Racing the Tour de France is a privilege, it is something that not one rider takes for granted. It is for every single one of us something we dreamt about when out on our very first road rides; it’s the engine that powers our imagination to dare to dream of one day doing it. In those moments it seems an impossible vision, something so distant and foreign and incredibly unlikely, yet still, we paint a picture in our minds of attacking in the mountains through a sea of crowds with motorbikes around us and helicopters above and the peloton broken up over kilometres in our wake. Then for those lucky few a chain of events take place that eventually lead you to being part of the peloton that rolls out one summer’s day to tackle the world’s greatest race. Tadej Pogacar when asked in his post-race interview yesterday if it felt like a dream replied, “My dream was just to be in the Tour de France.”
Today will be the first day he finishes a Tour de France, and he’s doing it in yellow, yet I think when he sees the Eiffel Tower for the first time he won’t feel any different to every other rider in that peloton, it gives me goosebumps just writing this. It’s still under my skin. Everything you’ve been through up to that point disappears, it’s as if you erase all the suffering you’ve been through, the hurt you made yourself endure, it all evaporates and something very strange happens - you become the kid again. It’s an otherworldly experience, like a cascade of memories and the journey you’ve been through to get there becomes a distant and embedded-forever memory in an instant. There is something very peaceful about it; and for a brief moment you accept where you are and allow yourself to accept what you've done. You did what everybody thought impossible, you’re living your dream.
It’s so hard to put it into words, yet in the year following my retirement from the peloton I wrote it down, because I didn’t want to forget it: I didn’t write about my first time finishing the Tour de France. I wrote about my last time, and it was as special as my first.
Here's that chapter from The Racer.
I’d started the final stage of the 2013 Tour de France more worried about my friend Stuart O’Grady. He was the only thing on my mind, really. Our funeral march of a ride through the Versailles gardens on the way to the official start had put me in a bit of a sorry state. I happened to be aching all over from a crash I’d had two days before on a descent. I’d gone down at 60km/h on a wet, sweeping corner – it was slippery enough that I didn’t take much skin off, but the impact smashed my upper legs, and I had strained my groin by riding my bike while injured. All in all, I was in a bit of a foul mood.
This didn’t stop me telling Stuey we’d get away on the Champs, that he should stick with me, one final hurrah for us to share (I’d told all my teammates at dinner the night before that that was exactly what I was going to do, so I now had to live up to that bravado, and I figured Stuey may as well join in). He didn’t seem overly keen on this plan. His head was beyond shot; all he wanted was for it to be over with. After more than twenty years at the very top of the sport it was clear he’d finally let go, he was no longer the same racer he’d once been. I remember thinking, it happens to us all, eventually.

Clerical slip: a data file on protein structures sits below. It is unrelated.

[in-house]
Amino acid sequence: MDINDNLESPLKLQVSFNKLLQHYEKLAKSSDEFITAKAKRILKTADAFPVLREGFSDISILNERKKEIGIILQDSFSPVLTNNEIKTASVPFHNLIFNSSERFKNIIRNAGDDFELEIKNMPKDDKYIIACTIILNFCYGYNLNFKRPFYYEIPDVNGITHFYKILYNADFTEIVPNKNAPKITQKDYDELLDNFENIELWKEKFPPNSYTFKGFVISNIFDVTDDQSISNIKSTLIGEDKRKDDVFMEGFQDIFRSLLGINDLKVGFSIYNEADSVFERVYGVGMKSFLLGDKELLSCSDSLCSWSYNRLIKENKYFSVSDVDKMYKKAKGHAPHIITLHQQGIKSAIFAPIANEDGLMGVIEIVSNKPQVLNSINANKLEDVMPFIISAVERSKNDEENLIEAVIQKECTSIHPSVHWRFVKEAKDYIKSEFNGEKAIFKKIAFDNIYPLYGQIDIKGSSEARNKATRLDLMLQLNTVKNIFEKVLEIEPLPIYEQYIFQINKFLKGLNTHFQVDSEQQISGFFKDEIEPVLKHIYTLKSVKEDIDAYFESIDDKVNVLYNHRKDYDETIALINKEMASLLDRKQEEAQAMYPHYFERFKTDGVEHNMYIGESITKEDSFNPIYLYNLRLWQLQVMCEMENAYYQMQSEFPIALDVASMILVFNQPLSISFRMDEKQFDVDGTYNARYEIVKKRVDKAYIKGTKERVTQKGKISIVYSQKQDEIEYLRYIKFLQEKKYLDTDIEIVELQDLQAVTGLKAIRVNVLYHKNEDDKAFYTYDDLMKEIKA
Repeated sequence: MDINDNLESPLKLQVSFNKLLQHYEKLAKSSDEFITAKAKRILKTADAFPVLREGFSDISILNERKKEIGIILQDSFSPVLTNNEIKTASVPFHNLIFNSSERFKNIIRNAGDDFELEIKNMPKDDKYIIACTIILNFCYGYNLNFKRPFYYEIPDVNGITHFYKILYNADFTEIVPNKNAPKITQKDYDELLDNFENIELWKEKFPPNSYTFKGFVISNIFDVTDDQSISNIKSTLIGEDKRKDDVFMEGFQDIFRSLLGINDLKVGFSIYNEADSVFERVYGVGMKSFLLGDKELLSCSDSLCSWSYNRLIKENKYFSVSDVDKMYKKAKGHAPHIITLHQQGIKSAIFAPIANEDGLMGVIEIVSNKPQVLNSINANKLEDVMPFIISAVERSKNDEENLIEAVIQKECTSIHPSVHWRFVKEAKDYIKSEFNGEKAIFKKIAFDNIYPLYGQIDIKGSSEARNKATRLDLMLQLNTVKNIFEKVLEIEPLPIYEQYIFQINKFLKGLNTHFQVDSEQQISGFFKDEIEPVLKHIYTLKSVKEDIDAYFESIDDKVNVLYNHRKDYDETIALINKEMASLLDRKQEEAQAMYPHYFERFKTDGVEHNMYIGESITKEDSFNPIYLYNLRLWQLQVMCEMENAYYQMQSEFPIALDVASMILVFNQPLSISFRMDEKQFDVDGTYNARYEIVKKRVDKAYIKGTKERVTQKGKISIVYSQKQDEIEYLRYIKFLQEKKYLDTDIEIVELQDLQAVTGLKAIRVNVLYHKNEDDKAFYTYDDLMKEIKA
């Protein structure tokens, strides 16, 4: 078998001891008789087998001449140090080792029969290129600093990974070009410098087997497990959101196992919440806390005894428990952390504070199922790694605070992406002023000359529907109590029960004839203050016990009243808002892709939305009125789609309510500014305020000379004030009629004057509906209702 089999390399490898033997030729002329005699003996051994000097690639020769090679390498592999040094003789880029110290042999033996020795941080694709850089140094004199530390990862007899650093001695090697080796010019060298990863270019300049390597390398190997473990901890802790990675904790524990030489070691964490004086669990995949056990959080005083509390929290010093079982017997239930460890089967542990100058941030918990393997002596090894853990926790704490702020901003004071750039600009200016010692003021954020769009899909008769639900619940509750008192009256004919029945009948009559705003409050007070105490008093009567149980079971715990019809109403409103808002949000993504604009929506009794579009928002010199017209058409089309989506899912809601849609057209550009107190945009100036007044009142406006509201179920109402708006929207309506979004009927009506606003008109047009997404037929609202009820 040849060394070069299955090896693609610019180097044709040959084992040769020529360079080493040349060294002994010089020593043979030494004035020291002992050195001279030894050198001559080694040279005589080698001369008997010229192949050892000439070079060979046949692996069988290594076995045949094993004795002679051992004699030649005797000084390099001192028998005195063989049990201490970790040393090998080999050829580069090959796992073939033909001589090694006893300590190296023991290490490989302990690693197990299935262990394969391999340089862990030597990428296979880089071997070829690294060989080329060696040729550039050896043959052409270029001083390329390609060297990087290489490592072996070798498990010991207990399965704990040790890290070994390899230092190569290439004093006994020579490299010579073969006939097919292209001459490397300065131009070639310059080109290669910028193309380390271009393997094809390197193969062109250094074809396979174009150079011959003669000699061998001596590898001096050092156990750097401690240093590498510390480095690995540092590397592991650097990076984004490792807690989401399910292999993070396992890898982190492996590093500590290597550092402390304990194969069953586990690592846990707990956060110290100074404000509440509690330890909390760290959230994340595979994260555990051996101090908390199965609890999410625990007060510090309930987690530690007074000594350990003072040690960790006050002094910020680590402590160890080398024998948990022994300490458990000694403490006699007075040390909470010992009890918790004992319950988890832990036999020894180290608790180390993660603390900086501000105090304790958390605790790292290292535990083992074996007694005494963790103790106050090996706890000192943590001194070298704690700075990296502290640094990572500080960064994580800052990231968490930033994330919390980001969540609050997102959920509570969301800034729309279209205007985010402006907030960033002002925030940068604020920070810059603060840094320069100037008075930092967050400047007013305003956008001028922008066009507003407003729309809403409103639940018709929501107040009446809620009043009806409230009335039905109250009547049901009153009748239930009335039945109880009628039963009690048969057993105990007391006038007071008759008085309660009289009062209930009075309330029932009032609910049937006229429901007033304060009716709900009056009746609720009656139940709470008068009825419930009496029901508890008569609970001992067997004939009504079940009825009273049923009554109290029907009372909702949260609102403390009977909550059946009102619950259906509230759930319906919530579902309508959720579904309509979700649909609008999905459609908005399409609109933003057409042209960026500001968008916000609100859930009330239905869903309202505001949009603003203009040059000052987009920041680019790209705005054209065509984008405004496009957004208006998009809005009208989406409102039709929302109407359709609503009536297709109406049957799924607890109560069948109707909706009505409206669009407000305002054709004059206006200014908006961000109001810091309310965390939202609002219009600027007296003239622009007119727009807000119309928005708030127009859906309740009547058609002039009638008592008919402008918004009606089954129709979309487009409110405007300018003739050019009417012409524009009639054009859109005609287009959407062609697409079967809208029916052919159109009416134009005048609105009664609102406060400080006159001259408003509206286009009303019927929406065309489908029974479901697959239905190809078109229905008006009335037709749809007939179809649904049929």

The final stage of the Tour de France is mostly ceremonial: there’s a long preamble from the outskirts of Paris and through the suburbs, photos are taken, champagne is passed around; it isa festive and relaxed occasion. Tradition dictates that whoever wears yellow that morning will be wearing it in the evening. While the general classification race is off-limits, the chase for the stage win itself is taken as seriously as any other.
When we hit the banks of the Seine the pace heats up. Not long afterwards we see the Eiffel Tower for the first time. It doesn’t matter how many Tours you’ve done, this remains a spine-tingling moment. It signifies you’ve made it. The start of the race, three weeks before, seems a lifetime ago, all the suffering is momentarily forgotten and you’re left awash with a sense of accomplishment.
The team of the yellow jersey has the honour of leading the peloton past the Eiffel Tower and on to the Champs-Elysées for the first of ten laps. Whatever we felt on that first glimpse of the Eiffel Tower is now eclipsed by what we see, hear and feel on the Champs. There’s nothing else like it in cycling, perhaps in any sport.
We turn off the Seine and race under the arches of the Louvre and right through the main square, past the glass pyramid, before turning left on to Rue de Rivoli. The streets have been lined deep with people the whole way through Paris. We’ve almost become accustomed to the crowds and noise, then, as we enter the circuit, it feels like we hit a wall of sound. It makes everything we’ve seen up to that point feel like a village fête – this is like entering the most beautiful arena in the world; it feels like a scene from Ben-Hur, only bigger.
Rue de Rivoli is more akin to an autoroute than a rue, the peloton is suddenly dwarfed by its surroundings; the crowds here are the biggest on the circuit and the most vocal. There is an energy in the air that never fails to replenish resources I thought exhausted. As we come to the end of Rivoli we veer left on to the cobbles of Place de la Concorde. After Rivoli, it almost feels quiet here. A few seconds later we turn right, and on to that most famous of boulevards, the Champs-Elysées.
Then we see it for the first time, the Arc de Triomphe. This is what each of us has seen on TV as young fans; the Eiffel Tower is something you only get to know and feel when you become part of the peloton. The Champs and Arc on the other hand are already embedded in our psyche. There is a familiarity to it, though that familiarity doesn’t prepare us for the incline, or the cobbles. It all looks so smooth and fast on TV, yet it’s far from that; it is a fair old slog on the way up through the finish line to the Arc. All we can hear are the crowds; all that we feel is the heavy, uncomfortable, repetitive shocks of the cobblestones. Then, when we make the turnaround and head down in the opposite direction, it’s like somebody has pushed the fast-forward button: everything is accelerated to a higher frequency; the only sensation of air on the way up is our breathing, now, on the way down, it overpowers everything, smothering our ears as the speed increases and the wind rushes in.